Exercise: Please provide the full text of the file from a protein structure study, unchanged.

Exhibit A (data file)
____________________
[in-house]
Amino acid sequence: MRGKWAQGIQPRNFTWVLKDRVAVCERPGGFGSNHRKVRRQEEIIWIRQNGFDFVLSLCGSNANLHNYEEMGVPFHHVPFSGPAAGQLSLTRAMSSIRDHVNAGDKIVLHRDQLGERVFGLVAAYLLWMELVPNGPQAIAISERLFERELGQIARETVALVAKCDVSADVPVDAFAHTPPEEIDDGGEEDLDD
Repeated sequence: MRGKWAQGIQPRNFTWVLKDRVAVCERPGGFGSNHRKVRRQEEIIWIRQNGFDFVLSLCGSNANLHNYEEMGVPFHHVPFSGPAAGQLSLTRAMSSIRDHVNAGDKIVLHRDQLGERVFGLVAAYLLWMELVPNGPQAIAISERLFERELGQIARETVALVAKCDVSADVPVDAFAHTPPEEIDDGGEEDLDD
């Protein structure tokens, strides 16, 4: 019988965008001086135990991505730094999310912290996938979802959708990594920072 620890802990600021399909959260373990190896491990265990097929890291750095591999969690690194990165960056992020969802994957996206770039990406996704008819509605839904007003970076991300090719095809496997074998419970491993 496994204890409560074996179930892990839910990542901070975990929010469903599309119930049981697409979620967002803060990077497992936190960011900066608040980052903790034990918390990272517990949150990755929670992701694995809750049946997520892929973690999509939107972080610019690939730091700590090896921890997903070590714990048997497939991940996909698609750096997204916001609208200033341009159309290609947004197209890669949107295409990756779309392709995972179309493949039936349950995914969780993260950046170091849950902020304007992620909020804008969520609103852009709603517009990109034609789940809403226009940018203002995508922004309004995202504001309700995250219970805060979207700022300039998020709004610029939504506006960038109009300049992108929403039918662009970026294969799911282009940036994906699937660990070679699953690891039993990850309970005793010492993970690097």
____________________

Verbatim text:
[in-house]
Amino acid sequence: MRGKWAQGIQPRNFTWVLKDRVAVCERPGGFGSNHRKVRRQEEIIWIRQNGFDFVLSLCGSNANLHNYEEMGVPFHHVPFSGPAAGQLSLTRAMSSIRDHVNAGDKIVLHRDQLGERVFGLVAAYLLWMELVPNGPQAIAISERLFERELGQIARETVALVAKCDVSADVPVDAFAHTPPEEIDDGGEEDLDD
Repeated sequence: MRGKWAQGIQPRNFTWVLKDRVAVCERPGGFGSNHRKVRRQEEIIWIRQNGFDFVLSLCGSNANLHNYEEMGVPFHHVPFSGPAAGQLSLTRAMSSIRDHVNAGDKIVLHRDQLGERVFGLVAAYLLWMELVPNGPQAIAISERLFERELGQIARETVALVAKCDVSADVPVDAFAHTPPEEIDDGGEEDLDD
């Protein structure tokens, strides 16, 4: 019988965008001086135990991505730094999310912290996938979802959708990594920072 620890802990600021399909959260373990190896491990265990097929890291750095591999969690690194990165960056992020969802994957996206770039990406996704008819509605839904007003970076991300090719095809496997074998419970491993 496994204890409560074996179930892990839910990542901070975990929010469903599309119930049981697409979620967002803060990077497992936190960011900066608040980052903790034990918390990272517990949150990755929670992701694995809750049946997520892929973690999509939107972080610019690939730091700590090896921890997903070590714990048997497939991940996909698609750096997204916001609208200033341009159309290609947004197209890669949107295409990756779309392709995972179309493949039936349950995914969780993260950046170091849950902020304007992620909020804008969520609103852009709603517009990109034609789940809403226009940018203002995508922004309004995202504001309700995250219970805060979207700022300039998020709004610029939504506006960038109009300049992108929403039918662009970026294969799911282009940036994906699937660990070679699953690891039993990850309970005793010492993970690097």